In the Beginning

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It was supposed to be a joke.

Weeks earlier, we were celebrating Christmas at a monastery in Prague and ringing in the New Year on the rainy streets of Amsterdam. We were sharing a lager with locals at a crowded bar in Berlin and stuffing ourselves with waffles and frites and chocolate in Brussels. We were having the time of our lives, and we wanted it to last forever.

But now, with heavy hearts and empty wallets, we were back. And standing in front of the bathroom mirror that January morning, already late for work and dreading the day ahead, I mourned a journey that had ended before it even had a chance to begin.

I missed our travels. The fun and the freedom and the excitement of exploration. I longed for the version of us that thrived on the road, at home and at peace and eager for new experiences.

Feverish with wanderlust, I wondered how these short vacations would ever be enough to satiate our appetite for adventure. With so many places to discover and people to meet and passions to pursue, we needed weeks and months and years to simply scratch the surface.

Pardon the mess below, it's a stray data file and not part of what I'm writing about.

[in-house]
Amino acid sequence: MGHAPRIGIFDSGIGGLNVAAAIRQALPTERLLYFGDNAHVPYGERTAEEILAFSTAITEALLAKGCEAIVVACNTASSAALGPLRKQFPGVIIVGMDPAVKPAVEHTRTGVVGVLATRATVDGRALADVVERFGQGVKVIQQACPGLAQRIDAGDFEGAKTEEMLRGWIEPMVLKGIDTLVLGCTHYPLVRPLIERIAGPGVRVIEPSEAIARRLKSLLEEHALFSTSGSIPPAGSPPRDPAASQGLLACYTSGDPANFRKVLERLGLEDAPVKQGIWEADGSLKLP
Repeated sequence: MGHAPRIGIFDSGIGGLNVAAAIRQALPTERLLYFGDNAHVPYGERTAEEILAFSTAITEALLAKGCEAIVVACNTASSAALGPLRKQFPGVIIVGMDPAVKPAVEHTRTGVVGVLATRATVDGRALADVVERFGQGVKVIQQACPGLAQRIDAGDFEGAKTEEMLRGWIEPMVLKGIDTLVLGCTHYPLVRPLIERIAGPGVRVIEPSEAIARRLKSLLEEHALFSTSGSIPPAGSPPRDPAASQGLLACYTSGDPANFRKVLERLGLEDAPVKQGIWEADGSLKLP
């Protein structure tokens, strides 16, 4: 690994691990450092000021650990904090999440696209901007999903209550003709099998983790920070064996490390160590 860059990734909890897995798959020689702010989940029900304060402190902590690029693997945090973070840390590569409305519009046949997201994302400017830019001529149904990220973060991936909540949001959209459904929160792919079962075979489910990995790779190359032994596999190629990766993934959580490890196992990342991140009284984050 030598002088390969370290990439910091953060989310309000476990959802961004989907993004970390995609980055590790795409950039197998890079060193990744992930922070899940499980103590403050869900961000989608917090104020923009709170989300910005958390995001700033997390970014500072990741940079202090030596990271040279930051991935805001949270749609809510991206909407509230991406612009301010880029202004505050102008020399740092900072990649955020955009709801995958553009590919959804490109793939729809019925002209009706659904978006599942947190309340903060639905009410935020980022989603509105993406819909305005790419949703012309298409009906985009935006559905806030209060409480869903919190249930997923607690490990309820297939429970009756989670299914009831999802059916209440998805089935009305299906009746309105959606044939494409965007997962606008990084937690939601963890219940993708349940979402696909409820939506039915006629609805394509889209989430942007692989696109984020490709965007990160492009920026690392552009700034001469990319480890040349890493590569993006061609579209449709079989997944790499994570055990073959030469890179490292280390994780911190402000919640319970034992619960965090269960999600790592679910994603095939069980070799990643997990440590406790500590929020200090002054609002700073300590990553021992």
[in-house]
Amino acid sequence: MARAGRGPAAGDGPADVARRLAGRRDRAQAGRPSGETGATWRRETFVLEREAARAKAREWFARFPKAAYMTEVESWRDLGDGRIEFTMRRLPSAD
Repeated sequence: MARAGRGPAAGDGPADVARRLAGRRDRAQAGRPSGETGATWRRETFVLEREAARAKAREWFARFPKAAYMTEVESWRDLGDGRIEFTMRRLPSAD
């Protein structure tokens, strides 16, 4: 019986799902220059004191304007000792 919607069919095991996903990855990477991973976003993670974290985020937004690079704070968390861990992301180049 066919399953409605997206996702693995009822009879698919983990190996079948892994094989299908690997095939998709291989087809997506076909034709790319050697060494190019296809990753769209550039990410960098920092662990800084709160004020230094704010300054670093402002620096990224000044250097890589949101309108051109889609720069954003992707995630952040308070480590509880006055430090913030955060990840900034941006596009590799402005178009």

I considered our recent talk of finally trying to start a family. The growing pressure of our careers. The routine of a life that was happy and successful, but maybe just a bit more ordinary than we had imagined, and felt a familiar, restless anxiety.

So I thought about what it was that I really wanted. What I would do if I could do anything. How I would travel. As far as I could, for as long as I can.

I walked into the bedroom and looked at my sleeping husband and imagined what it might be like to have the luxury of time with the person I love most. Time to spend with each other now, while it matters. Not a distracted hour or two carved from the remnants of a weary workday, but an infinite amount of time to talk and learn and live together.

Maybe if we worked hard and saved our money and planned for the future, we could retire early and finally get our chance to make that happen. But there are no certainties in life, and no guarantees. Who knows what the future holds? So why wait? Why not go now?

And then I laughed. At the absurdity of the idea that two responsible adults would just pack up and take off, chasing their dreams around the world like some kind of modern-day gypsies or glorified hobos.

I called out to Brock as he started to wake.

Hey… I think we should quit our jobs and travel around the world for a year.

Okay, he said.



And I laughed again. Because it was supposed to be a joke.

But I’d already started to believe that maybe, just maybe, there was nothing funny about this idea at all.